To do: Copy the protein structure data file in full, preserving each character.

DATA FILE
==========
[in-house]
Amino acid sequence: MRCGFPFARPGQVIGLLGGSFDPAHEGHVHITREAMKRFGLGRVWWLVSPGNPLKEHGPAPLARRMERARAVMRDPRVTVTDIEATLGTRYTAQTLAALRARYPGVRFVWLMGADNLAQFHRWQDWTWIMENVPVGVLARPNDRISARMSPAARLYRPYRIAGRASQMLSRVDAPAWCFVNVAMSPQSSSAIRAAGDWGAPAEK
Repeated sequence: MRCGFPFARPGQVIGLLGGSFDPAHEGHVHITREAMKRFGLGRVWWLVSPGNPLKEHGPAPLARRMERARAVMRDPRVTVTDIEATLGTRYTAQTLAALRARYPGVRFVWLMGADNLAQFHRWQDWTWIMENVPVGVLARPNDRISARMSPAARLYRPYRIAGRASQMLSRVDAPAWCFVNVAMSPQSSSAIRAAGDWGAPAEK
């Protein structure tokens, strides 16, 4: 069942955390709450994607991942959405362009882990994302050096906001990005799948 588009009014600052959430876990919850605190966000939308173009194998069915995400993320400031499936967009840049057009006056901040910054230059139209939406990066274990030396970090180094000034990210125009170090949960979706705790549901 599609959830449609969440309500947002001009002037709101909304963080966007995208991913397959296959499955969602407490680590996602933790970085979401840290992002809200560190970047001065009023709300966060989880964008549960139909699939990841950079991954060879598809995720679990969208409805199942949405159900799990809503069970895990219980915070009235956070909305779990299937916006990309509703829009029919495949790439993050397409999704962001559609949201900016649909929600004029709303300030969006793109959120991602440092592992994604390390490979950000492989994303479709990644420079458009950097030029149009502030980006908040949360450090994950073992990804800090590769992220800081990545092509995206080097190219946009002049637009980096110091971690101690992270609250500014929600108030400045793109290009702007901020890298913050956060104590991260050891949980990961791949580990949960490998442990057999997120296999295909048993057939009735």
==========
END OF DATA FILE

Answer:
[in-house]
Amino acid sequence: MRCGFPFARPGQVIGLLGGSFDPAHEGHVHITREAMKRFGLGRVWWLVSPGNPLKEHGPAPLARRMERARAVMRDPRVTVTDIEATLGTRYTAQTLAALRARYPGVRFVWLMGADNLAQFHRWQDWTWIMENVPVGVLARPNDRISARMSPAARLYRPYRIAGRASQMLSRVDAPAWCFVNVAMSPQSSSAIRAAGDWGAPAEK
Repeated sequence: MRCGFPFARPGQVIGLLGGSFDPAHEGHVHITREAMKRFGLGRVWWLVSPGNPLKEHGPAPLARRMERARAVMRDPRVTVTDIEATLGTRYTAQTLAALRARYPGVRFVWLMGADNLAQFHRWQDWTWIMENVPVGVLARPNDRISARMSPAARLYRPYRIAGRASQMLSRVDAPAWCFVNVAMSPQSSSAIRAAGDWGAPAEK
């Protein structure tokens, strides 16, 4: 069942955390709450994607991942959405362009882990994302050096906001990005799948 588009009014600052959430876990919850605190966000939308173009194998069915995400993320400031499936967009840049057009006056901040910054230059139209939406990066274990030396970090180094000034990210125009170090949960979706705790549901 599609959830449609969440309500947002001009002037709101909304963080966007995208991913397959296959499955969602407490680590996602933790970085979401840290992002809200560190970047001065009023709300966060989880964008549960139909699939990841950079991954060879598809995720679990969208409805199942949405159900799990809503069970895990219980915070009235956070909305779990299937916006990309509703829009029919495949790439993050397409999704962001559609949201900016649909929600004029709303300030969006793109959120991602440092592992994604390390490979950000492989994303479709990644420079458009950097030029149009502030980006908040949360450090994950073992990804800090590769992220800081990545092509995206080097190219946009002049637009980096110091971690101690992270609250500014929600108030400045793109290009702007901020890298913050956060104590991260050891949980990961791949580990949960490998442990057999997120296999295909048993057939009735």